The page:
Saves wildlife

In the UK, we are blessed with an abundance of diverse wildlife, from the forests and coastal environments to the animals, birds, plants, and microorganisms that make life in Britain so splendid. That wildlife needs to be protected, and by recycling your car, you are helping to protect the natural beauty that is all around us. From air pollution that harms birds to soil pollution that destroys animal habitats, it's more important than ever that we prioritise animal protection and the diverse natural resources that the UK has an abundance of. Car recycling dramatically reduces pollution in various ways and improves both wildlife protection and our ability to enjoy and benefit from that wildlife.


You get more money

One of the main reasons to sell your car for scrap to an Authorised Treatment Facility is because they will always prioritise recycling. That means that you will get more value for your old car, whatever condition it's in. Even the most damaged wreck can be recycled and reused somehow, which means you get more cash by selling to car recyclers. From the metal, plastics, and rubbers that can be melted down and reused, to the working parts of your car that can be sold to other motorists, simply scrapping a car is never going to be as profitable as car recycling prices. So, if you want to get paid more for your old car, then selling it to car recycling yards will always mean more cash in your bank account.


Saves energy

Reusing just the steel in your car will save up to 74% more energy than making new steel. When we're constantly being told to switch off lights and stop filling up the kettle, it's obviously clear that saving energy saves money, and that's only good news. Already, cars are one of the most effectively recycled products globally, and manufacturers use a lot less energy as a result. That means fewer expenses, faster growth, and all while limiting the waste of natural resources. Using energy creates carbon emissions too, so by recycling cars we can improve air quality and slow down the threat of global warming. Creating and mining for raw material is incredibly energy wasteful, and recycling cars reduces that waste drastically.

Car recycling rates or prices

The price you get for your old car will depend on many factors, but the most important will always be scrap metal. Those scrap metal prices will vary, but your car's profit will be very reliant on car metal recycling.

Ferrous scrap metal per tonne

These prices can change very quickly, depending on local and global demand. Car metal recycling is always more profitable than traditional disposal, so it's worth keeping an eye on scrap metal price changes.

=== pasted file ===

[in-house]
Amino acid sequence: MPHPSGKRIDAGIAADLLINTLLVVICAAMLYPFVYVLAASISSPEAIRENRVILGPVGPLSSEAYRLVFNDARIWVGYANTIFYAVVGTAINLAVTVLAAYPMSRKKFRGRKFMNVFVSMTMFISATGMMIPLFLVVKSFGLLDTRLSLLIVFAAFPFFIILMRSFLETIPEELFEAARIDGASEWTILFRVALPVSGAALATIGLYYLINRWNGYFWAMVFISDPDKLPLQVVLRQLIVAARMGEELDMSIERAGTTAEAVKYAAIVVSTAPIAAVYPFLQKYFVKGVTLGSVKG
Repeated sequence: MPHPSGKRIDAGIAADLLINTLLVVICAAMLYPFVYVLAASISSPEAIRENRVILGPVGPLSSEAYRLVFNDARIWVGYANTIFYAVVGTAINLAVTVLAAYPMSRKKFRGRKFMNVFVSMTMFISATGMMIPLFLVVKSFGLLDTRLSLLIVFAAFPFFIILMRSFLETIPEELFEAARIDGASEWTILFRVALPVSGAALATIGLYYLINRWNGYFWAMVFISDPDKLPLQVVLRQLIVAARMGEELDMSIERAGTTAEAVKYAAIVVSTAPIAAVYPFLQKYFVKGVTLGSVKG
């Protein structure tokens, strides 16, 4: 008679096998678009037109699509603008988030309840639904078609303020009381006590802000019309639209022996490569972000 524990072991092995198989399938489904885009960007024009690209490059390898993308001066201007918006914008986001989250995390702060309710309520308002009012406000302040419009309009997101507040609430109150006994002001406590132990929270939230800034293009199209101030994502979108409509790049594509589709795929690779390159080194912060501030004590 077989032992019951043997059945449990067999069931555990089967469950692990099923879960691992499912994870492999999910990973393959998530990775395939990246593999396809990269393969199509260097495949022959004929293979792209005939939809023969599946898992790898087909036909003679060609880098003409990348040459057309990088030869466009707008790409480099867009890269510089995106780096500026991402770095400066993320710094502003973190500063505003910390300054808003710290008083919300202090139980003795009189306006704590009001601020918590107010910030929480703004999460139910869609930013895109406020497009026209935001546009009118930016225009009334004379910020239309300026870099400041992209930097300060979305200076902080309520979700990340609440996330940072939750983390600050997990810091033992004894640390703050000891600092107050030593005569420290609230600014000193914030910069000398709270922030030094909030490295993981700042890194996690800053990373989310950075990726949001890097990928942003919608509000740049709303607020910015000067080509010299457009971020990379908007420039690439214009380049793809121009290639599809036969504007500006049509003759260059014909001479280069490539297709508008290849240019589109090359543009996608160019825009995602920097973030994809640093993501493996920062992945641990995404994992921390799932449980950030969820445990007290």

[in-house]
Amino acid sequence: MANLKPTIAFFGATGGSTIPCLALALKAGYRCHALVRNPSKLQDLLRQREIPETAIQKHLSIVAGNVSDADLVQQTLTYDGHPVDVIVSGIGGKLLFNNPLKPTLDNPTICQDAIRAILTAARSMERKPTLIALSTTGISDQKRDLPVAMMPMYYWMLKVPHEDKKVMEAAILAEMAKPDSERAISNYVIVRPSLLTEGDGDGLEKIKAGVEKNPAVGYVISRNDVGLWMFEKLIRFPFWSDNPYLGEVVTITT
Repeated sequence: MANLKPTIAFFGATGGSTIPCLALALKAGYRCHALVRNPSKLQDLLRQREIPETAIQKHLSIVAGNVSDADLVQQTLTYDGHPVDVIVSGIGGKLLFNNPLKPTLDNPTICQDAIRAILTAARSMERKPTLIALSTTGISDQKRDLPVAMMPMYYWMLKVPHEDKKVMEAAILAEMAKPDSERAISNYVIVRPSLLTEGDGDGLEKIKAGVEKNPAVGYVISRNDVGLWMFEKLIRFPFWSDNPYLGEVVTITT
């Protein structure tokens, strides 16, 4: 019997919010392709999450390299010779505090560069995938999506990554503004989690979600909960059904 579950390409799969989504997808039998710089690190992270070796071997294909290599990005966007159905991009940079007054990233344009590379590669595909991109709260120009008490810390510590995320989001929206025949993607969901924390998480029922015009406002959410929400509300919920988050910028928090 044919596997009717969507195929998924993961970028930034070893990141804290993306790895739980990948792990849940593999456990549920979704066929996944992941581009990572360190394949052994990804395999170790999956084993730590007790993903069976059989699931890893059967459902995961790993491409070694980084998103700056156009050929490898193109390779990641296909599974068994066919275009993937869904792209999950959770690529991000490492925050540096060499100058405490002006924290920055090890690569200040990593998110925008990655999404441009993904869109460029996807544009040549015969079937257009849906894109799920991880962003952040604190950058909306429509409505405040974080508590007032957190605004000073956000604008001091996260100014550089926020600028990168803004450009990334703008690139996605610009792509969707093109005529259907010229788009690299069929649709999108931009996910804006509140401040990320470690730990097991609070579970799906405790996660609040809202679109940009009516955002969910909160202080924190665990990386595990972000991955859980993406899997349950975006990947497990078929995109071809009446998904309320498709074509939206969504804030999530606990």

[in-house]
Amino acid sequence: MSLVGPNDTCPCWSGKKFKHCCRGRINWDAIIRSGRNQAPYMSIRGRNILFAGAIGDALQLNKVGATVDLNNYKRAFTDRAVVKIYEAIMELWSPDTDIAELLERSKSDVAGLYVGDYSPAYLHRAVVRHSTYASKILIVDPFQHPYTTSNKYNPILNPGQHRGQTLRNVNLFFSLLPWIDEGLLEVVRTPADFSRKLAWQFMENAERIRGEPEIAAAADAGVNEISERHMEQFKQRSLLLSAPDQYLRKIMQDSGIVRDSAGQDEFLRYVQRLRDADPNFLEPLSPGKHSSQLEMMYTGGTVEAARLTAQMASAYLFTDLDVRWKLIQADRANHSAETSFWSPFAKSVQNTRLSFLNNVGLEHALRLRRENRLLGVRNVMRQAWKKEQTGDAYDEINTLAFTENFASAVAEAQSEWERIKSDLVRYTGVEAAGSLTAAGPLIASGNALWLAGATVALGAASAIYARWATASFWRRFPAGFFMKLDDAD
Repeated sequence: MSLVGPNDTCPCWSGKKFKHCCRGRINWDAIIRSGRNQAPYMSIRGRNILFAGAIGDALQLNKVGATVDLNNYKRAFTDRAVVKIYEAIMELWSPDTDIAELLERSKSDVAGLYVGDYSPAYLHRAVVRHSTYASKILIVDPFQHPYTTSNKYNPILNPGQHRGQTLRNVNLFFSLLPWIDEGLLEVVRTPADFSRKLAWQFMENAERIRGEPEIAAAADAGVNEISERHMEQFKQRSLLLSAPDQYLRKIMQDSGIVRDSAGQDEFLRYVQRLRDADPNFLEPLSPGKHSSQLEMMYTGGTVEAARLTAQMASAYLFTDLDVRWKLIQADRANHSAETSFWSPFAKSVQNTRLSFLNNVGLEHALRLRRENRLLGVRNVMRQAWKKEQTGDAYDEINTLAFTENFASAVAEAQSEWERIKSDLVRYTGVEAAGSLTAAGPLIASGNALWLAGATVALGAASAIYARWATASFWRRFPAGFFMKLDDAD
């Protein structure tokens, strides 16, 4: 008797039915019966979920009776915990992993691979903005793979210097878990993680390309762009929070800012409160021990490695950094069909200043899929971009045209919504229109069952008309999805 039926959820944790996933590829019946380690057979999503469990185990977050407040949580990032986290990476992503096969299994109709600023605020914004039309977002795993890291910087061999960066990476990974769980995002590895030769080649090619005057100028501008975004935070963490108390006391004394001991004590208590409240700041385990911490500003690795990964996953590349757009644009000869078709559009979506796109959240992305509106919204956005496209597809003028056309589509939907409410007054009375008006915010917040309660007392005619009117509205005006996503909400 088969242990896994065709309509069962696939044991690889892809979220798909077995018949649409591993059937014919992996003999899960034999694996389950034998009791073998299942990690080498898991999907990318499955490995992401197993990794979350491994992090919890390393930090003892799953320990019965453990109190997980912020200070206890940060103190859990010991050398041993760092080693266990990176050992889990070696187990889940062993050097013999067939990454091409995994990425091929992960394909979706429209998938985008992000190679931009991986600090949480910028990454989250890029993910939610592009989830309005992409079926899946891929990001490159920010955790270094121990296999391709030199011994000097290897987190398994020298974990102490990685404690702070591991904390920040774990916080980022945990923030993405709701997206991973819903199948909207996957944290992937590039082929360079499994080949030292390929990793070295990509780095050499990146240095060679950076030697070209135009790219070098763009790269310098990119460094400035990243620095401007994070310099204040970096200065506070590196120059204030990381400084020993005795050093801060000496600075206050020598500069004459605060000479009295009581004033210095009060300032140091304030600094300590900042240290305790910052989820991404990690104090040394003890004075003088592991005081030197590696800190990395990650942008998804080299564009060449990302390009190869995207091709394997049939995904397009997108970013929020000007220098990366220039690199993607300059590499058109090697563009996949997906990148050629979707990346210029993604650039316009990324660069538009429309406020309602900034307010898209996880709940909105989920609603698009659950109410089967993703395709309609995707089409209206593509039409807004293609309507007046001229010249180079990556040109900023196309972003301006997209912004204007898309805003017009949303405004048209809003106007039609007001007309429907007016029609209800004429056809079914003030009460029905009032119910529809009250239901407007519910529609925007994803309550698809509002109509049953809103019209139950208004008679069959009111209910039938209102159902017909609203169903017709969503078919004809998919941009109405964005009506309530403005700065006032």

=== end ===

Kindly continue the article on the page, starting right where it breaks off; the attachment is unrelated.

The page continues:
Oct `19Nov `19Dec `19Jan `20Feb `20Mar `20Apr `20May `20Jun `20Jul `20Aug `20Sep `20£0£10£20£30£40£50£60£70£80£90£100

Scrap metal prices by month

A lot will affect the current price of scrap metal, and prices will fluctuate from month to month. You'll often get more money for your old car simply by being aware of how much the car metal recycling yards are paying for that scrap this month.

Change date range

Last 12 month
MonthPrice per tonne
October 2019£55.00
November 2019£70.00
December 2019£77.50
January 2020£87.50
February 2020£72.50
March 2020£55.00
April 2020£50.00
May 2020£55.00
June 2020£67.50
July 2020£70.00
August 2020£82.50
September 2020£91.00

How does a recycled car live on?

With so many different materials and liquids in a car, your scrap vehicle will live on in a potentially massive number of ways. From the battery to the engine, here's how your old vehicle will be used long after you have been paid for it.

Car batteries will be used to make new batteries, and your oil will simply be cleaned and reused. However, parts of your car will need a little more work before they can be reused. The glass on your car window will need to be treated to get rid of the plastic coating that improves safety, but once that plastic has been removed, your windscreen and windows can be used in exactly the same ways as the recycled glass that you bin at home. It is cleaned, crushed, and then melted, and can live on as bottles and jars. It can also be used to create home insulation, which means your old car could help families save money on energy waste!